2-5 Husband's next contention is that the trial court should have required the wife to answer his affirmative defense and counterpetitions. Related to this contention, husband also argues that the court erred in failing to rule on his counterpetitions. With respect to husband's affirmative defense, the general rule is that where a plaintiff fails to reply to new matter contained in a defendant's affirmative defense, the truth of the new matter is deemed to have been admitted. However, such a failure to reply merely amounts to an admission of truth of new factual matter and does not amount to an admission that such new matter constitutes a valid legal defense. (First Federal Savings & Loan Association v. American National Bank & Trust Co. (1968), 100 Ill. App.2d 460, 241 N.E.2d 615.) Also matters which are argumentative do not require a reply. (Korleski v. Needham (1966), 77 Ill. App.2d 328, 222 N.E.2d 334.) Moreover, if a defendant introduces evidence to support his affirmative defense, he is deemed to have waived a reply. (Pree v. Hymbaugh (1959), 23 Ill. App.2d 211, 162 N.E.2d 297.) In the instant case, husband's affirmative defense alleged numerous matters including an inability to pay, a failure to be consulted as to choice of schools and course of study, and the existence of a trust to pay the children's college expenses. We find that in each case defendant's allegations either did not require a reply or a reply was waived when evidence of income was submitted on December 14.
6 Husband also filed counterpetitions which attempted to modify the decree with respect to maintenance and to enforce an order for the return of the personal property of Kevin Sreenan. Wife did not answer the allegations in these counterpetitions, but instead first moved to strike certain paragraphs and then moved to dismiss. The trial court never ruled on the husband's counterpetitions or on the wife's motions addressed to them. Instead the court below chose to proceed first with the issue of educational expenses. Supreme Court Rule 304(a) (Ill. Rev. Stat. 1977, ch. 110A, par. 304(a)) provides for the appeal of the final judgment as to less than all claims involved in an action provided that the trial court makes an express written finding that there is no just reason for delaying enforcement or appeal. Such a finding was included in the order appealed from, and thus we see no error in the trial court's decision to first proceed with the issue of educational expenses.
7 Husband next argues that the trial court erred in failing to conduct a full evidentiary hearing on the petition for educational expenses. On December 14, 1977, the trial court heard extensive oral arguments. While no sworn testimony was taken, the court had at its disposal a number of documents to aid in its decision including the interrogatories of the parties, a financial statement from each party, the parties' income tax returns from several past years, and the tax withholding form (W-2) from each party and from the educational trust for their children. At this hearing, husband requested the opportunity to examine the wife concerning some of the information contained in these documents. The trial court denied this request because the husband had failed to follow the previously agreed-upon procedures for securing testimony from the wife, who was not present on December 14. As a general rule, a party to a post-decree divorce proceeding has the right to examine necessary witnesses. (Jamal v. Jamal (1968), 98 Ill. App.2d 180, 240 N.E.2d 246.) In the instant case, however, we find that the husband has waived the right by failing to take the steps necessary to secure the wife's testimony. We further hold that unlike the Jamal case, the trial court here had an adequate factual basis to form its opinion.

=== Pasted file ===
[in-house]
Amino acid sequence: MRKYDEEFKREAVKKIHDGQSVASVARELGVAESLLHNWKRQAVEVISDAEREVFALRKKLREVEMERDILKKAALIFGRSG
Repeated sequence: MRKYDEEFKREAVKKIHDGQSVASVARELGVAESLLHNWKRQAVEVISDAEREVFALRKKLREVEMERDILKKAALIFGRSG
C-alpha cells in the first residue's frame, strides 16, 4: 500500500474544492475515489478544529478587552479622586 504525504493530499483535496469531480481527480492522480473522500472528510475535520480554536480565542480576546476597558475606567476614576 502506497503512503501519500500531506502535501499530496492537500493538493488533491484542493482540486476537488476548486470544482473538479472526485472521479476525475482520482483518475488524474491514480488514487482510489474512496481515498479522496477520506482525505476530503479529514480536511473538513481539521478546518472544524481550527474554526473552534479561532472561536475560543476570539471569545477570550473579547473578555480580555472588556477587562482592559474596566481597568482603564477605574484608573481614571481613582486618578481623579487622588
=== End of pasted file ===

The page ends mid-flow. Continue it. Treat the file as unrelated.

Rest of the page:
8 Apart from the above-discussed procedural issues, husband's major contention is that the trial court erred in requiring him to contribute to the educational expenses of his children. Both under prior practice and under the new Marriage and Dissolution of Marriage Act, Illinois courts> have the authority to order a party in a divorce proceeding to provide support for the education of the party's children, regardless of whether the children are minors or adults. (Stecher v. Stecher (1973), 16 Ill. App.3d 297, 306 N.E.2d 86; Ill. Rev. Stat. 1977, ch. 40, par. 513; Kujawinski v. Kujawinski (1978), 71 Ill.2d 563, 580, 376 N.E.2d 1382, 1390.) Moreover, it is well settled that this obligation to contribute to educational expenses is not conditioned upon a continued good relationship between parent and child or upon obtaining prior consent from the supporting parent. (Krypel v. Krypel (1978), 67 Ill. App.3d 76, 382 N.E.2d 1275; Imes v. Imes (1977), 52 Ill. App.3d 792, 367 N.E.2d 1075; Flatley v. Flatley (1976), 42 Ill. App.3d 494, 356 N.E.2d 155; Hight v. Hight (1972), 5 Ill. App.3d 991, 284 N.E.2d 679.) Husband, however, points to the provision of the divorce decree providing that he would have "a voice in the selection of the schools and curriculum" for the children. He further cites the case of Van Nortwick v. Van Nortwick (1967), 87 Ill. App.2d 55, 230 N.E.2d 391, for the proposition that such provisions are controlling. In our view, the facts in Van Nortwick are clearly distinguishable from those in the case at bar. In Van Nortwick the wife selected a school, enrolled the child, paid the tuition and then sought a court order to force reimbursement from the husband. The court found it improper to present both the other parent and the court with a fait accompli. In the instant case, the wife unsuccessfully attempted to reach an agreement with the husband prior to incurring the expenses in question. She then petitioned the court for resolution of the impasse, again prior to the children's enrollment for the school year. This is, in effect, the preferred procedure suggested by the court in Van Nortwick (87 Ill. App.2d 55, 57, 230 N.E.2d 391, 392).
Finally, husband argues that he is financially unable to make the ordered payments. As discussed above, the trial court had before it adequate financial information on which to base its decision. Our review of this information does not support the husband's contention that the formula arrived at is against the manifest weight of the evidence.
For the following reasons the judgment of the Circuit Court of Ogle County is affirmed.
SEIDENFELD, P.J., and NASH, J., concur.